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Hello, I'm Ros Atkins,
this is Outside Source.
We have just seen the formal
start of a trade war.
Donald Trump stood alongside steel
workers announced new tarrifs
and blamed foreign countries
for flooding the market
with Steel and Aluminium.
He blames former American presidents
and foreign countries who are
flooding the market.
steel industry has been ravaged by
aggressive foreign trade practices.
It is really an assault on our
Up to five million
people stop work in Spain to take
part in a day of protest
against unequal pay, sexism,
and violence against women.
A Danish inventor denies murdering
a Swedish journalist
on board his submarine last summer,
but admits disposing of her body.
And an Iranian woman
who publicly removed her veil
to protest against law
compelling her to wear
a hijab, has been jailed
for "encouraging moral corruption".
It's tariff time.
Donald Trump is
at the White House -
along with steelworkers
from across the US -
to sign a symbolic proclamation
of new tariffs on steel
and aluminium imports.
This is what he's had to say
in the last few minutes.
steel is deal.
You don't have steel,
you don't have a country. Our
industries have been targeted for
years, leading to the shuttered
plants and males, the laying off of
millions of workers. And the
decimation of entire communities.
That is going to stop, right? That's
going to stop. This is not merely an
economic disaster but a security
disaster. We want to build our
ships, we want to build our planes,
we want to build our military
equipment with steel, alumina, from
our country. Now we are finally
taking action to correct this long
overdue problem. It's a travesty.
Today I am defending America's
national security. By placing
tariffs on foreign imports of steel,
and aluminium. We will have a 25%
tariff on foreign steel and a 10%
tariff on foreign aluminium. When
the product comes across our
borders. It's a process called
dumping. They dumped more than at
any time on any nation anywhere in
the world, and it drove our plants
out of business, our factories out
of business. We want a lot of steel
coming into our country. We want to
be fair. We want our workers to be
protected and we want, frankly, our
companies to be protected. By
contrast, we will not place any new
tax on product made in the USA. So
no tax if a product is made in the
USA, you don't want to pay tax,
bring your plant to the USA. There's
Gary O'Donoghue is in Washington.
I would pay more than any few
pennies for the thoughts of
officials in Paris, Berlin and so
on. He said some of those you treat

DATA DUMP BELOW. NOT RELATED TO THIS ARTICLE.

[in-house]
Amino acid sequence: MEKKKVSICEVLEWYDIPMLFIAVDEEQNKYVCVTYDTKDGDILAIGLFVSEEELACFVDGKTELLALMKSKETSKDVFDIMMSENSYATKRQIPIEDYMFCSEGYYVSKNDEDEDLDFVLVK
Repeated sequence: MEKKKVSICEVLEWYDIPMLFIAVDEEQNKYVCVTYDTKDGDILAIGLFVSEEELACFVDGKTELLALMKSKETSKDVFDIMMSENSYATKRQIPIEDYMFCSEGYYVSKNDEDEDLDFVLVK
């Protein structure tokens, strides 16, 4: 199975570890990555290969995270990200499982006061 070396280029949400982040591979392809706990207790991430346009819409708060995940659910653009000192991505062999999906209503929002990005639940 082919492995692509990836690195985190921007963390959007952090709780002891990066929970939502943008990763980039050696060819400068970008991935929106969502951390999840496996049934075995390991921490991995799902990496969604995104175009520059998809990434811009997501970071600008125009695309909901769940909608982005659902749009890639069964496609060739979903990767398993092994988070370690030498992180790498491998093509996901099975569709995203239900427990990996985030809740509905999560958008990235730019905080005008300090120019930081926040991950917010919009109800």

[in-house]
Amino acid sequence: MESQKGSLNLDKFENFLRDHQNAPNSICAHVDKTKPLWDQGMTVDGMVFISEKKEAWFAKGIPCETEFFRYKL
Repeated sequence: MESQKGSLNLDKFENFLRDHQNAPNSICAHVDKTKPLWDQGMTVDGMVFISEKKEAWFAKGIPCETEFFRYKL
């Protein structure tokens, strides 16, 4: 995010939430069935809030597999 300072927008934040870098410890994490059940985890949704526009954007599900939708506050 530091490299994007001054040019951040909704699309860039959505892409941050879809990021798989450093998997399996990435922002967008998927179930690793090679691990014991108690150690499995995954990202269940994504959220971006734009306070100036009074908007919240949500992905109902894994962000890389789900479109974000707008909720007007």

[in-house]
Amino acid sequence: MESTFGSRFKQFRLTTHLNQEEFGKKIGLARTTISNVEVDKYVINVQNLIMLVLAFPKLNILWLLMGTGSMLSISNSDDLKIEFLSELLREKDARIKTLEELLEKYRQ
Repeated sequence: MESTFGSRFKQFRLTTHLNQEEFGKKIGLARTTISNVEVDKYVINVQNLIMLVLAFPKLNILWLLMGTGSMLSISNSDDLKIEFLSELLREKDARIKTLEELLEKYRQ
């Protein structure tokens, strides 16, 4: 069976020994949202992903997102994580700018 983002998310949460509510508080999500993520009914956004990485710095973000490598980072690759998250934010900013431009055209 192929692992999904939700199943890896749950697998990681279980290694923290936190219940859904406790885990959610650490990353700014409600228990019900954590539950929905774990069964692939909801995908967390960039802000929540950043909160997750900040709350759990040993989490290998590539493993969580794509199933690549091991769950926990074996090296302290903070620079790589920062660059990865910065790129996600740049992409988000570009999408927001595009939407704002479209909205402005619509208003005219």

in the worst in military in trade
they call allies, or analysed is
what they like to call it.
He has in
the past singled out Germany in
particular, he did that this morning
in a separate event correcting what
he sees as their lack of willingness
to pay nothing to the defence
budget, even though they are a rich
country. That's probably what he had
in mind. There are some very big
decisions to be made in those
capitals in the next 15 days, do
they retaliate, do they, as some of
the commissioners in the EU have
said, smack duty on products that
come from states represented by
senior Republicans, that was one of
the highly bellicose politicised
that that was made already? They
will be thinking very hard about
this in Beijing as well. Their steel
imports, though they don't directly
export a great deal of steel to
America, a lot of Chinese steel does
end up here, coming to third
countries. That's what President
Trump was talking about in terms of
dumping steel. He says the Chinese
have dumped steel on the world
market for a long time. Big
decisions to be made and also, big
decisions to be made by the domestic
industries here, do they go full
steam ahead now and start opening
smelters and furnaces straightaway?
Do they see how it goes, we know
that Canada is for the time exempt
from tax. It is America's biggest
importer, exporter of steel. Most of
its steel comes from Canada and it
is exempt at moment. It will depend
on the Nafta, the Free Trade
Agreement. In a sense, America
holding Canada and Mexico over the
barrel to say, if we don't get the
new Nafta deal we want and then you
get these tariffs. It will send
enormous reverberations through the
world and you will see trade
representatives crisscrossing the
planet trying to work out how to
Another key moment for me was
when the president talked about
reciprocal tariff arrangements, he
said if India puts this tariff on
one of our products, we will put an
equivalent tariff coming back. That
really undercuts the whole idea of
free trade where developed
countries, by supporting developing
countries, in turn create markets
for their own products.
right that out in particular because
that is an extra spin on what we've
been hearing in the last few days,
that has not really been in the play